Saint David’s School in New York City had a growing need for more space and re-imagined a centralized campus for students to engage and reach their full potential. The original school on 89th St. was founded in three townhouses built in the 1920s – making this project an atypical school setting and redesign.
Prior to renovations, the school’s gymnasium space was located off-campus on 94th St. and students would get bused to it several times a day, usually separated by grade. This extended the school day with students having to make up travel time.
In 2010, Saint David’s School hired PBDW Architects to expand the school’s footprint into the neighboring 60,000 sq ft. Graham House, with the goal of adding a full-size gymnasium as the primary motivation behind the project. An important design requirement for the gym was for students to have consistent access to natural daylight by installing skylights while also reducing energy usage throughout the school day.
One challenge encountered during the design was, “its location on the Upper East Side, which means neighboring apartments that tower above the 7-story school. Surrounding tenants were concerned the school’s new gym and perimeter glazing would cause unwanted light pollution at night” recalled Tom Faust, Project Architect, LEED AP.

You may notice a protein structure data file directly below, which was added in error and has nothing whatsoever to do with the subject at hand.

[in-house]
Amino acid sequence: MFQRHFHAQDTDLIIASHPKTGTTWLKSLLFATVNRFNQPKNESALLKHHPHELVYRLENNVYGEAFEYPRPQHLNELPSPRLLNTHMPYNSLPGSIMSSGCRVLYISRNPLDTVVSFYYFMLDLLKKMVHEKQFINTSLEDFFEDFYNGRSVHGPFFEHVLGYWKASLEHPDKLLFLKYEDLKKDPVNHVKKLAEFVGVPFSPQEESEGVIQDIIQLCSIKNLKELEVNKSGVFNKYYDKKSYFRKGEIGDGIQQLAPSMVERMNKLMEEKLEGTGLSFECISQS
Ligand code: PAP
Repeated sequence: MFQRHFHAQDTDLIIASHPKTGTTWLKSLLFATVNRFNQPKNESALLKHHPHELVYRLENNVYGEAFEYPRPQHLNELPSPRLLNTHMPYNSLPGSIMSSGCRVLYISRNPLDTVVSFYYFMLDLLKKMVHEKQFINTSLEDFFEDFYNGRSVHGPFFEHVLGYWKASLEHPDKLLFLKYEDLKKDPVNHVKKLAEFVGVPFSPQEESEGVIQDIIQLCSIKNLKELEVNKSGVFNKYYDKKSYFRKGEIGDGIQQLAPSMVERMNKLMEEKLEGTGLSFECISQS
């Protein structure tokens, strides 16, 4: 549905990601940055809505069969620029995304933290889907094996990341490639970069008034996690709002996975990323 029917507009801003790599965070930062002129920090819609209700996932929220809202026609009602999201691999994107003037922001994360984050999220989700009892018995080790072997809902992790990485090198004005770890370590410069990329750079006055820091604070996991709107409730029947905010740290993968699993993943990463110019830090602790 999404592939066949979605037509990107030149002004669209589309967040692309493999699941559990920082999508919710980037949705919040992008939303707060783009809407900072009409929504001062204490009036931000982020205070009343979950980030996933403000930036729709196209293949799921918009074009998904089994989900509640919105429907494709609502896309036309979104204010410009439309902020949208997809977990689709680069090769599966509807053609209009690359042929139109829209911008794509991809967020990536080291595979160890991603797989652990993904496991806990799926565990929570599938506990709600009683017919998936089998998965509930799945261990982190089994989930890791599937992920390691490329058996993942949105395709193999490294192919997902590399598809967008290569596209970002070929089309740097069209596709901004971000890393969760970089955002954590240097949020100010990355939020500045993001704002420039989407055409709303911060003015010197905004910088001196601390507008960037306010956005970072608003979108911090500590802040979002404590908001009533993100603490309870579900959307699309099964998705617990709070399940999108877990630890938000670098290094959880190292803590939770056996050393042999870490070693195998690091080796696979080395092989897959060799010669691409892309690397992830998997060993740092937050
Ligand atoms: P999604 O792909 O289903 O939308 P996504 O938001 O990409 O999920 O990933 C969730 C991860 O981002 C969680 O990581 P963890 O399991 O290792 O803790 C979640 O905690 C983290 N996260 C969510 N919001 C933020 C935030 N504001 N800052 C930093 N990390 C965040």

Additionally, the firm did not want to leave the school with a daylighting solution that required replacement every 10-15 years, such as non-glass TGUs that may fade over time. Faust says, “Solera® is a lifetime building product. This was a big factor in choosing the right building material for the skylights.” The location of the skylights made choosing a proven, long-lasting product the only option. “With film or filters, replacements are needed every 5 years. It wouldn’t be a sustainable solution for the school because the skylights are 25ft above the floor and tucked behind sprinkler pipes making any replacement very difficult and costly, and in such a recessed location, applied film would result in very little daylight entering the gym” says Faust.
The design team recalled during its search for daylighting solutions that Advanced Glazings Ltd. held an AIA presentation on Architectural Daylighting and Managing Glare. Faust reached out and requested a daylight analysis of the space, “We used a model and diagram to show the client how Solera would impact the space with the recommended configuration.” Faust says, “Solera solved all of their problems.”
The analysis showed that the school only “needed Solera® in the skylights and not at any of the façade windows to get the daylight performance they wanted” says Faust.
Since the new gymnasium has opened, the school has saved on energy use and cost as “there are days the lights aren’t even turned on in the gym, even on cloudy days.” Faust says, “the client is very happy and Solera looks great in the space.”
“The daylight model was true to life and helped the client understand the impact of daylight” says Faust.
Advanced Glazings Ltd. is proud to be part of a school with a rich history in New York City.
Photography Credits: © Francis Dzikowski/OTTO (designed by PBDW Architects)